But Fredette's selling power is undeniable. Just by calling out his name during draft night June 23 in Newark, N.J., the Jazz would instantly boost ticket sales and rekindle interest in a small-market franchise that no longer has Jerry Sloan and Deron Williams to sell. The organization could also crack a Utah County market it has long eyed, while directly connecting with a fickle, yet highly prized, youth demographic that sees Fredette as much as a pop star as a professional athlete.
Jimmer can shoot with the best, filling one of the Jazz's most glaring deficiencies. He can also sell the heck out of a jersey. Throw in his legendary run in Provo, and Jazz president Randy Rigby acknowledged that putting Fredette in a Jazz uniform could be a once-in-a-lifetime opportunity.
"There's no question that if the talent pick matches up with the local appeal of an athlete, you have an immediate marketing lift to help you," said Rigby, who believes Fredette transcends the normal divide that separates BYU and University of Utah fans.
"He's become kind of a favorite athlete for a lot of people in the state of Utah," Rigby said. "And so that interest, no question, would have some direct correlation and benefit for us from a revenue and sales [standpoint] and support from the fan base."
Perfect pick? • For the Jazz, selecting Fredette at No. 12 looks perfect on paper. Key Jazz personnel consider the 2011 draft to be the most important in the organization's history, and the franchise can satisfy its primary aspiration by going big and drafting Turkish center Enes Kanter at No. 3. The Jazz would then have the ability to select Fredette with the less-risky 12th pick, setting off a marketing bonanza by acquiring the most talented collegiate player to come out of the state in recent memory.
But the hope, excitement and energy represented by Fredette are weighed down by cold reality. The Jazz are ultimately trying to win games, not sell tickets. If Fredette's star crashes against the unforgivable hardwood of the NBA, national and regional critics will rejoice in ripping the Jazz to shreds. And for the few times that pro teams have gotten it right when opting for long-term success instead of short-term local appeal Indiana drafting Reggie Miller at No. 11 in 1987 and passing on homegrown product Steve Alford tops the list there are a multitude of franchises that have been lured in by inflated college statistics and burned by the appeal of a quick buck.
"Winning sells tickets," said ESPN NBA analyst Jeff Van Gundy, who pointed to the Jazz's selection of Hall of Famer John Stockton at No. 16 in the 1984 draft as proof that first-round selections can never be taken lightly.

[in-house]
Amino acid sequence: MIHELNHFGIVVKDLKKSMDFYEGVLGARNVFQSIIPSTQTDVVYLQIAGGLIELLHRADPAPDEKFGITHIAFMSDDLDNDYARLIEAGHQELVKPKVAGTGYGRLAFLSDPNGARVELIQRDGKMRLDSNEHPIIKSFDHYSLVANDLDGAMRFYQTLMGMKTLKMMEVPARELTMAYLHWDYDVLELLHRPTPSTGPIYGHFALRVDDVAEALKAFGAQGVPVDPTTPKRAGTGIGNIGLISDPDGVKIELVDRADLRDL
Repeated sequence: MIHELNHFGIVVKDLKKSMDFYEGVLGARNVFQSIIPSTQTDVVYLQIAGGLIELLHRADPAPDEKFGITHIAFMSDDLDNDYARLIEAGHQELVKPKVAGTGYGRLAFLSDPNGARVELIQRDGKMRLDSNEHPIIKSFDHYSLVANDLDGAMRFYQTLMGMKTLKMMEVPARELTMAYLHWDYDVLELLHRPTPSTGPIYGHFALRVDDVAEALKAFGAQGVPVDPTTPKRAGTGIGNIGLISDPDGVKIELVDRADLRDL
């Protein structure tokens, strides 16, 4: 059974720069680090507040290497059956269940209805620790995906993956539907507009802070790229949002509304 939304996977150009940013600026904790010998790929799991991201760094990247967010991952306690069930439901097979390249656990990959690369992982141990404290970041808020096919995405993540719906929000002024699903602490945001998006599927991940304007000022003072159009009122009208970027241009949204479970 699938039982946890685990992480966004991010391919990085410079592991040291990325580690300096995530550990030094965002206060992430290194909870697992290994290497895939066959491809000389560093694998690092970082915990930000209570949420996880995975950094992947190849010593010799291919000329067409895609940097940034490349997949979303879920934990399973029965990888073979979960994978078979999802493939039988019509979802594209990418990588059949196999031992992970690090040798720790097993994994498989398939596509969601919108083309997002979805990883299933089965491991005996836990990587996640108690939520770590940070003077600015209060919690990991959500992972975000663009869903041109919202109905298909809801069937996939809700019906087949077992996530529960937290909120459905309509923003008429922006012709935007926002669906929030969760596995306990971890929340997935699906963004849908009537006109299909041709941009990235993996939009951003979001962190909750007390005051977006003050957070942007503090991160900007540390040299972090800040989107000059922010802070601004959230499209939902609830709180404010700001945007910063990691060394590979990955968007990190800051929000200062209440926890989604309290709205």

"The Jazz fans are amongst the most loyal and the best in the league and always have been," Van Gundy said. "The ownership and management have always put out a good product. … You never know when you're going to get a franchise player. You make the picks for all the right reasons. You try your best."
Exceeding expectations • Despite Fredette's vow to commit himself to the defensive end of the court and better-than-expected athletic measurements during the recent draft combine in Chicago, he is unlikely to become a franchise player. Analysts view him as an undersized combo guard whose pristine shooting touch is shadowed by a variety of limitations. Best case, Fredette's career ends up somewhere between former Cleveland sharpshooter Mark Price, Los Angeles Lakers guard Derek Fisher and Dallas speedster J.J. Barea.
But the addicting, curly-haired kid who Jimmered the NCAA last season as he carried the Cougars to the Sweet 16 could easily help lift a struggling organization. And his stock is clearly rising, as he's adhered to a carefully planned workout schedule, picking teams such as New York, Indiana, Sacramento and Phoenix that fit his playing style, then owning the court once he takes it. A month ago, Fredette was widely considered to be a mid- to late first-round pick during a weak draft. Now he could go as high as No. 7 to the small-market Kings and would be a strong selection by the Suns at No. 13.
Questions about Fredette's ability to not just play but succeed in the NBA are being erased before he's even played an official game. Now the main issue is whether he will still be on the board when the Jazz step up to the podium for the second time. And if Utah passes on Fredette and he continues to exceed expectations? The Jazz will have lost Sloan, Williams and the local legend known as Jimmer in less than one year.
"That's the plan: keep surprising people," Fredette said. "That's what, hopefully, I can do that for the rest of my career."
The Jazz are scheduled to work out Fredette, Kemba Walker (Connecticut), Josh Harrellson (Kentucky), Senario Hillman (Alabama), Malcolm Lee (UCLA) and Paul Carter (Chicago) on Wednesday.
Who's getting Jimmer?
Sacramento (No. 7), Milwaukee (No. 10), Utah (No. 12) and Phoenix (No. 13) are the most likely options. But despite his rising draft stock, Fredette could also slide downward. The middle of the first round is loaded with forwards and international prospects, and teams could be hesitant to gamble on Jimmer an undersized combo guard who is much more of a shooter than a passer.
The Jazz held a meeting Tuesday to discuss options for the 2011 NBA Draft. Pictures posted by chief executive officer Greg Miller (@GregInUtah) on Twitter showed owner Gail Miller, president Randy Rigby, general manager Kevin O'Connor, coach Tyrone Corbin, assistants Scott Layden and Jeff Hornacek, vice president of player personnel Walt Perrin and director of basketball operations Richard Smith in attendance.